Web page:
One of the largest subdivisions in the state of New Mexico, Eldorado, just went through an electoral fight by which it was determined that residents CAN own chickens!!! Here's my current "Permaculture in Practice" column about the issue.
Major changes have just been made to a 1944 water deal between the U.S. and Mexico. The good news is that the mighty Colorado now stands a chance of making it to its age-old resting place at the upper edge of the Gulf of California, but lately the river has been dying out 60 miles from her delta. Predictably, the bad news is for Mexico: During dry times, our neighbor to the south gets cut off.
Here's the NYT's take
As I mentioned in my last post, making hawthorn-berry tincture is simple:
1) Fill a jar halfway with vodka. 2) Put hawthorn berries in the jar.
3) Close jar tightly. 4) Wait six months. 5) Strain out berries.
6) Put tincture in dropper bottles.
7) Use as directed. (See below).
When Maggie Macnab, the author of Design by Nature, invited us over for dinner, Melissa and I were honored but we weren't sure what to expect.
We knew Maggie mostly from her wonderful book and from her work as a professor at the Santa Fe University of Art and Design and the Insitute of American Indian Arts. She'd invited me to guest lecture for her classes on a number of occassions, and I'd always been impressed by her commitment to the power of natural patterns.
Fortunately, we discovered that she and her partner, Mark, we not only into permaculture-style patterning, but they were way into local food and lively conversation, too!
The meal started with an exquisite local-squash soup and moved right into a fresh and zingly salad from their cold frames located just outside the kitchen door.
Next up was a course of Hatch green chile stew and a traditional carne adovada--both of which rocked the house!
The meal was topped off with an apple pie filled with fruit from a nearby house that was (sadly) going through forclosure.
It's always nice when we hear how quickly our clients sell their homes. A beautiful, comfortable, and productive landscape will inspire certain buyers not only with curb appeal but also with an evelope of well-nourished and good-natured landscape. These SFP clients were living up the hill from Upper Canyon Road when they decided to move up to Telluride. We were sad to see them go becuase they had become our friends too, but we were happy when they went under contract after only 40 some-odd days on the high-end market (which has been known for the last several years for its abundant "units" of inventory in the million-$-and-up category). Thankfully, this weekend, the Sembrats asked that PermaDesign come help them with their new place. Looking forward to checking out another awesome Sembrat home in one of America's greatest hamlets. Photo by Charles Mann.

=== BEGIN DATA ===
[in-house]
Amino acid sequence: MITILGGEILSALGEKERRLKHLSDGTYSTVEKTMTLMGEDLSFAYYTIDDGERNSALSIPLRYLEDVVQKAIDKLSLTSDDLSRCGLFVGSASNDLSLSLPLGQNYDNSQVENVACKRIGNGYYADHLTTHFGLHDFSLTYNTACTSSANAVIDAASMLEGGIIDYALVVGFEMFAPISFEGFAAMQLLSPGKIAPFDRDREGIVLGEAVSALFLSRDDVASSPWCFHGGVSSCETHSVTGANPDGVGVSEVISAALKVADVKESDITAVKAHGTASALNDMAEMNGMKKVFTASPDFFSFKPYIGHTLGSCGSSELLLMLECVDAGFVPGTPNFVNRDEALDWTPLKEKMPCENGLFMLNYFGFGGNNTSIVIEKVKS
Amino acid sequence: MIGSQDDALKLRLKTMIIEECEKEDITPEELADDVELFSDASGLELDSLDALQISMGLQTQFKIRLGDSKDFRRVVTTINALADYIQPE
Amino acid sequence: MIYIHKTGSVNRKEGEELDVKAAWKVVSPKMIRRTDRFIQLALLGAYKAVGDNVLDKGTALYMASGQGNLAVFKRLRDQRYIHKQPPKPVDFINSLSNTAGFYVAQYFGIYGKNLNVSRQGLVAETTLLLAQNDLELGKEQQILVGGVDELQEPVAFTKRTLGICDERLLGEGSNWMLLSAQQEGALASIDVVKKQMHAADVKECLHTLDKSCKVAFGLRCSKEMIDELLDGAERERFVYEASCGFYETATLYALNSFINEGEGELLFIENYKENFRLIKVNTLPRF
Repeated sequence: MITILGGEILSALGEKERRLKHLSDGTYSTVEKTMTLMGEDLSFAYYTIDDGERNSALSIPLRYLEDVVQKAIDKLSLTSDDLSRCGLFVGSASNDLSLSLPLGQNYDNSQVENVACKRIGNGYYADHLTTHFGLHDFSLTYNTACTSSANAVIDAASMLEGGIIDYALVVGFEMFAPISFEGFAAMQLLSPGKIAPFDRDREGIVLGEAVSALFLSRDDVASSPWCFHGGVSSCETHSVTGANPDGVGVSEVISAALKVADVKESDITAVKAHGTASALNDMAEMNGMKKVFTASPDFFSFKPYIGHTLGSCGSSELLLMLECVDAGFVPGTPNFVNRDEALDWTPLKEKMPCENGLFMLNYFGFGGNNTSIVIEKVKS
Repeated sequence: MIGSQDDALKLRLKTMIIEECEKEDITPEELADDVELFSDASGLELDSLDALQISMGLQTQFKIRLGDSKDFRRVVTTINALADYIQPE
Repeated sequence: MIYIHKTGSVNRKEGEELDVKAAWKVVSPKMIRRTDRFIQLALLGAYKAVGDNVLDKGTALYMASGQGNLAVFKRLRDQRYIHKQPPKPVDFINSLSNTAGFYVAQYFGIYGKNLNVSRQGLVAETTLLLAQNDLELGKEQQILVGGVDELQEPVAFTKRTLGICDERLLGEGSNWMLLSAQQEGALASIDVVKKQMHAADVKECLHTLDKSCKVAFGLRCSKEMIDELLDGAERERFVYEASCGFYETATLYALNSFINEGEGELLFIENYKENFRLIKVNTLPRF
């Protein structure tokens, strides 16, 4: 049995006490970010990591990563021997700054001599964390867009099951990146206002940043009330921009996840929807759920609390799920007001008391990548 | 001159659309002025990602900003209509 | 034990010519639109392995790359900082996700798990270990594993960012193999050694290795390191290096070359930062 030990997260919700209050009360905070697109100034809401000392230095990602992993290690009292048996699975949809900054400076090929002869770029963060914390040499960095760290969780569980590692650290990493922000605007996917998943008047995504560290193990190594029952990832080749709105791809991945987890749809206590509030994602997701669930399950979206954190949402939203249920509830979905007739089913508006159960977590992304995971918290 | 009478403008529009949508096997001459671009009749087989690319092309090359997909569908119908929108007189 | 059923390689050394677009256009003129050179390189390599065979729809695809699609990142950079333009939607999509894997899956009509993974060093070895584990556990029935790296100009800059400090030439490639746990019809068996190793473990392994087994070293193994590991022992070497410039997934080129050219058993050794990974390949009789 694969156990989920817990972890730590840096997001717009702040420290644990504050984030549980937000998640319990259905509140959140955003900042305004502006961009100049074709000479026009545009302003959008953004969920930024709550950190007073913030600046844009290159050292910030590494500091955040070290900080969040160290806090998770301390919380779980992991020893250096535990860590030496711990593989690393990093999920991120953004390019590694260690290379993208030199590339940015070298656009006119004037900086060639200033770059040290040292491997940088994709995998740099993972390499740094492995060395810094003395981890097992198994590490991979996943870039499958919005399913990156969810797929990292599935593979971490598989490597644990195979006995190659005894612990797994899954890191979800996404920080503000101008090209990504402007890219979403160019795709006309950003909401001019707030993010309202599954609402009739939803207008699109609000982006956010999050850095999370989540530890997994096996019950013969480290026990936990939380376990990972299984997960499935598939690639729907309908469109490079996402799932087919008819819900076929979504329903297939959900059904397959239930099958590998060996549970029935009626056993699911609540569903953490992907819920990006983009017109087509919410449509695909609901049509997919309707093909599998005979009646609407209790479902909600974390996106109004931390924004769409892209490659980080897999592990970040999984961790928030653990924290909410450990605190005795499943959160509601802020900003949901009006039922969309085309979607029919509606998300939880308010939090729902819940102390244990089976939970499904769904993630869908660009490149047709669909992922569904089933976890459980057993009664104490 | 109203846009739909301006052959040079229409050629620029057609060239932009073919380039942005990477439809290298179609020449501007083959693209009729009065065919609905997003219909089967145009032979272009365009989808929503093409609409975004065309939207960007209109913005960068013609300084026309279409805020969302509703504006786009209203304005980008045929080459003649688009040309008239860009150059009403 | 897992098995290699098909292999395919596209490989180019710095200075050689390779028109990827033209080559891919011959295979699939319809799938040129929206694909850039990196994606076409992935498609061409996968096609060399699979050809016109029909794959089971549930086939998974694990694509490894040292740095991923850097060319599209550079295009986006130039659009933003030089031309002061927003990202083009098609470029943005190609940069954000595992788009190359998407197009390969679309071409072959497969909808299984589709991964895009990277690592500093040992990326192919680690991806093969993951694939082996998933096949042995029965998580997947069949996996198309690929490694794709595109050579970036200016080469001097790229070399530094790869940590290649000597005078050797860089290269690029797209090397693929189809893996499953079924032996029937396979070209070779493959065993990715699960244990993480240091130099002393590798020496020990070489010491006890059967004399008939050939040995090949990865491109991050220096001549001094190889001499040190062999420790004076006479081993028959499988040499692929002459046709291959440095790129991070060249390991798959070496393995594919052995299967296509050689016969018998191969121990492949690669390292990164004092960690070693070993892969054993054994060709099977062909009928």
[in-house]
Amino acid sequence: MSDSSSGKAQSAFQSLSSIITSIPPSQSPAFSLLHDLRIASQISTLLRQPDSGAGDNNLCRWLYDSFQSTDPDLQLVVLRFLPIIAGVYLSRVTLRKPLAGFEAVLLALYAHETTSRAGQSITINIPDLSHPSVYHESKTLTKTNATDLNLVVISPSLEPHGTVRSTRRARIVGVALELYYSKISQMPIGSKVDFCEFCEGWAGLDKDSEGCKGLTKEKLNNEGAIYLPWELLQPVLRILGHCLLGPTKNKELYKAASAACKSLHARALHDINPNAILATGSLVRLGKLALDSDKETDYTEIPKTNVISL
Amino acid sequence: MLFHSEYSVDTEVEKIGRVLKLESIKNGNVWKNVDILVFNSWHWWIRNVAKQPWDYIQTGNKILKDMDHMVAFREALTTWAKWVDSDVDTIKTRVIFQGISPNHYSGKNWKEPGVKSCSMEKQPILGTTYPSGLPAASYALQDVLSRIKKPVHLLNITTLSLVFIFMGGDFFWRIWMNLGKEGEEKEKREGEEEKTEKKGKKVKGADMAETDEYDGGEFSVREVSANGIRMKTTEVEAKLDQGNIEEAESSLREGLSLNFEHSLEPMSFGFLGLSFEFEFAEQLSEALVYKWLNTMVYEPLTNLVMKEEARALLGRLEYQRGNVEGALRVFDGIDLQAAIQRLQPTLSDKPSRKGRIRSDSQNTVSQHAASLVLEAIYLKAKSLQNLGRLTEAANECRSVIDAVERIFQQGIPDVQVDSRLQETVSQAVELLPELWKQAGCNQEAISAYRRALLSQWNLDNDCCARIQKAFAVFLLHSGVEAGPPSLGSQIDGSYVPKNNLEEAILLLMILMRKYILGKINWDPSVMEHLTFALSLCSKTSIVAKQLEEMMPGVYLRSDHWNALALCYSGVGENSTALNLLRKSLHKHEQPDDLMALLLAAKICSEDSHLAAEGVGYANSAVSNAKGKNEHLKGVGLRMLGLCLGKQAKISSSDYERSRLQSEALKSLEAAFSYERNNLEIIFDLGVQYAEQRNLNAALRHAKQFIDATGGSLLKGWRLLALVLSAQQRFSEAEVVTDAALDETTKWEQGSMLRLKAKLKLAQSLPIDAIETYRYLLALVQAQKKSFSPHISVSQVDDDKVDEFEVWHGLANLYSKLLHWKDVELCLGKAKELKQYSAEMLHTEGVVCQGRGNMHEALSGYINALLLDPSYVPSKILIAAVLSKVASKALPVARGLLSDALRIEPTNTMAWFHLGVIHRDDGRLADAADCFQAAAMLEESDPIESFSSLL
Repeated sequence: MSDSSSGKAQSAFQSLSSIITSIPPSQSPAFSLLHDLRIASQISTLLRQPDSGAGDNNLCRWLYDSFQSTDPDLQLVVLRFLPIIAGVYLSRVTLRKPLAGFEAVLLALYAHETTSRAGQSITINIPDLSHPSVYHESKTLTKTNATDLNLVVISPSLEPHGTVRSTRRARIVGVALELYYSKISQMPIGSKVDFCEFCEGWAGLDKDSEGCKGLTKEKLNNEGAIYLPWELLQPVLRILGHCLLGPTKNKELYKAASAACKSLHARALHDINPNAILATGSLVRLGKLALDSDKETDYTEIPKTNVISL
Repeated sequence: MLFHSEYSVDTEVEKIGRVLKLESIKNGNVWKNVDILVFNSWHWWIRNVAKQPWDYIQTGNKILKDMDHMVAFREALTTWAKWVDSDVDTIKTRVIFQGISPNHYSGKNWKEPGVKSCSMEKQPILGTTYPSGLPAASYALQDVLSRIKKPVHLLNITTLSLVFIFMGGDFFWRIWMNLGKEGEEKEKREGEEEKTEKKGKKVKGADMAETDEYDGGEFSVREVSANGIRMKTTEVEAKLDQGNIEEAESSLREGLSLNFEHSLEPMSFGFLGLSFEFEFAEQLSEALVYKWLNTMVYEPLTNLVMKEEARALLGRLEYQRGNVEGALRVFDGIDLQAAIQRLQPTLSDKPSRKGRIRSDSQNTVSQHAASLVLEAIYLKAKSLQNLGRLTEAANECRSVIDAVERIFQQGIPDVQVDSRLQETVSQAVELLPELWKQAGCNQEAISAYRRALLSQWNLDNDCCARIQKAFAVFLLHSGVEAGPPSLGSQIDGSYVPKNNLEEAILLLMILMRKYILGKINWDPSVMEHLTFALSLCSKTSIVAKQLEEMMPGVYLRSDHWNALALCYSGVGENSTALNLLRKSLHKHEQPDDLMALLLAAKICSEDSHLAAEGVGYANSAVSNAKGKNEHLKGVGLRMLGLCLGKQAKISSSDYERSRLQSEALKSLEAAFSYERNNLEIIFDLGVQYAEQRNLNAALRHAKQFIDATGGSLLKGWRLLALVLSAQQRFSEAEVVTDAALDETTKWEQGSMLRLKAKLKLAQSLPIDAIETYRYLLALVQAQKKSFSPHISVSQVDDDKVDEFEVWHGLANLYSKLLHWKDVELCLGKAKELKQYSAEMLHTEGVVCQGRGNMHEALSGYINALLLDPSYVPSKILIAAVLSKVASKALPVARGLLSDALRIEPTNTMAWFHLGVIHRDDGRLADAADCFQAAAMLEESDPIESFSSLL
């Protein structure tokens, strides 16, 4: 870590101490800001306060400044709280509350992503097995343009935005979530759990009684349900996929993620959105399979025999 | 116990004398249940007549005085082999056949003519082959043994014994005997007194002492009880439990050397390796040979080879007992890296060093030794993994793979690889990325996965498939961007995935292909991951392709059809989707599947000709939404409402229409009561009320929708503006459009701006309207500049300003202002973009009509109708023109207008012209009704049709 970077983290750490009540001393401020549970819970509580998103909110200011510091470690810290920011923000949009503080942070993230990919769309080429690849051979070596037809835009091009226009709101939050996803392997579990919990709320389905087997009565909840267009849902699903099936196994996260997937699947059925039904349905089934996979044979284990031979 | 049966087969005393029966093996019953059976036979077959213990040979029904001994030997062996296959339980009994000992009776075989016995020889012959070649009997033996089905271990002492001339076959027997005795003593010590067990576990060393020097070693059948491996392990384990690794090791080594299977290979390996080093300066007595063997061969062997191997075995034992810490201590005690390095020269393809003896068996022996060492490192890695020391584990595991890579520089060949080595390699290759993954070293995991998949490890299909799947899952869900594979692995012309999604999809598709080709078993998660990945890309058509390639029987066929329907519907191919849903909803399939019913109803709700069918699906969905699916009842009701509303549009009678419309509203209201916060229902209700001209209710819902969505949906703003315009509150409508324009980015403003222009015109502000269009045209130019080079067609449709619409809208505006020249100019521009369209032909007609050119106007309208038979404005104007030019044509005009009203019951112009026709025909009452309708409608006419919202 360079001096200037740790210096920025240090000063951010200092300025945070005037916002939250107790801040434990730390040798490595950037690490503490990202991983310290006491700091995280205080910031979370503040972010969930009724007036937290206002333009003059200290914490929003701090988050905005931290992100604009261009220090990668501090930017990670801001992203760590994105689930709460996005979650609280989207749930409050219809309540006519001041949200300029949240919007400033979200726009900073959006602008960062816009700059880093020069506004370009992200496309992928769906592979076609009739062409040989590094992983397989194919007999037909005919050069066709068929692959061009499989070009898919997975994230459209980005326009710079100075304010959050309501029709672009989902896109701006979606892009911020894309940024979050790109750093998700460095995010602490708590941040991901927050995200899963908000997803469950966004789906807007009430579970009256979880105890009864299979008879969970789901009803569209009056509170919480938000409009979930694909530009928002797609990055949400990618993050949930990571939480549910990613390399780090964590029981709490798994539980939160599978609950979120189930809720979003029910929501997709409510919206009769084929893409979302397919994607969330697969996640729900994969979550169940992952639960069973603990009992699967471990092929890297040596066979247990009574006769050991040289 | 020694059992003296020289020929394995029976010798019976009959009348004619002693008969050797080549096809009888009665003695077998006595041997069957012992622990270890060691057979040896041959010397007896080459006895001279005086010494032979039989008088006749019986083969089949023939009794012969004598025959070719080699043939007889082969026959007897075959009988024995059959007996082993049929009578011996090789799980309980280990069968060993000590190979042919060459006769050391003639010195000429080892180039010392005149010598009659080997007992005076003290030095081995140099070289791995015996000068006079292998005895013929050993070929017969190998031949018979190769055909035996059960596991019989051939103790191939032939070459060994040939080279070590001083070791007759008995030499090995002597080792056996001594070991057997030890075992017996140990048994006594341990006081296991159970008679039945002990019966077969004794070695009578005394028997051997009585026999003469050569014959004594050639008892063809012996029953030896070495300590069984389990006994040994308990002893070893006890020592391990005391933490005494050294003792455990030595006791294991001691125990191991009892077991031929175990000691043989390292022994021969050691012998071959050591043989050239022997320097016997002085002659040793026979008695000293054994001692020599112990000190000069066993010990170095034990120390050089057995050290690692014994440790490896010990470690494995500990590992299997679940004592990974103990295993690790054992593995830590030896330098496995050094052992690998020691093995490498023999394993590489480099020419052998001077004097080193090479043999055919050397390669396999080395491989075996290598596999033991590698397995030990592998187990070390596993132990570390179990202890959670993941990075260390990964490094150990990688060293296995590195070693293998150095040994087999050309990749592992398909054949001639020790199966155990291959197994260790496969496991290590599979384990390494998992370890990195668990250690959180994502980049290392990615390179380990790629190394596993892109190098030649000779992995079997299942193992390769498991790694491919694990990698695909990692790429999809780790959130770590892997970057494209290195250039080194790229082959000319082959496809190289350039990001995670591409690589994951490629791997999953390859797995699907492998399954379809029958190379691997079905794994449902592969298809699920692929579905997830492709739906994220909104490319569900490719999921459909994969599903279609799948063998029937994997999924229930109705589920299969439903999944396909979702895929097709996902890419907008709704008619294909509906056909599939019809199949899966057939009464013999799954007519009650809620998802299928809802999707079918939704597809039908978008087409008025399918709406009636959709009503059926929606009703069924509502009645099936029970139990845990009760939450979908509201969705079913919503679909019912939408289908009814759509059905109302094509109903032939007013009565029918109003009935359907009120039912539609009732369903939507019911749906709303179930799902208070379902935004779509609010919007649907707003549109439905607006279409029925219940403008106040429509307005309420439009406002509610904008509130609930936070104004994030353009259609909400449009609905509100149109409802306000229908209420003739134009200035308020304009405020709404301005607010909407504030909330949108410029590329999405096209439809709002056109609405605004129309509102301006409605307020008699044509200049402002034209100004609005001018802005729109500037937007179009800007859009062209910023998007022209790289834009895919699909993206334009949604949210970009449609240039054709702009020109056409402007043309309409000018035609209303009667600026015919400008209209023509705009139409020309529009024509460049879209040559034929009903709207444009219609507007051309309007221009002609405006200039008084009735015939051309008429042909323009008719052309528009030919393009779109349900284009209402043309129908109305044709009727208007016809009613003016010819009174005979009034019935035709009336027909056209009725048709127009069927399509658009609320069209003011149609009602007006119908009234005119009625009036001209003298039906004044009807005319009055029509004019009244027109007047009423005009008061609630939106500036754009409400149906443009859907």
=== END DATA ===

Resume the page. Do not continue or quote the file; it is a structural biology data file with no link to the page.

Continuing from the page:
We have a hawthorn "tree" (Really, it's a large bush.) out in front of our design studio. Most of its yellow leaves have fallen off in this picture at right (the orange is gro-low sumac), but you can still see
the red berries. These pics were taken after we harvested the cupful below.
Today, I had the pleasure of working with Santa Fe Water Gardens on a fish pond design/installation. Ponds need to intergrate nicely with their surrounding seating areas, paths, beds, trees, and cistern pipes, so it was good that I was there. The flat rock in the center of this shot protrudes from a steep rock bank and provides a hiding place for koi from attacking racoons. It's also well over four-feet deep to make it hard for bears to jump in for dinner. With those steep rock banks the pond itself becomes a kind of beautiful fortress.
Friends, clients, permaculturalists!
Please note that the Permaculture Credit Union has moved! It's still in Santa Fe and its still going strong, and you can still become a member online (You don't even have to live in New Mexico) at http://www.pcuonline.com. You can also read all about it in my October 2012 column in the Santa Fe New Mexican's real estate magazine. See below.
Here's the low down on growing big garlic. I'm not sure if size matters when it comes to garlic. Large or small, it's probably the most medicinal plant I know. Going into cold and flu season, always make sure you have at least a few cloves on hand. If anyone starts complaining of the first signs of a soar throat, congestion, unexplained achiness, or the gamut of cold-and-flu symptoms, we suggest a simple "garlic tea."
As Nate read during my father's memorial service, there's a time to plant and a time to reap. In permaculture, these often come one right after the other. We think of fall as harvest time, and it certainly is, but it's also time to plant peas, garlic, and starts under insulation blankets, cold frames, and greenhouses.
As you can see, we've gotten our starts going, and below you'll see our peas, but it's time to get a decent patch of garlic planted.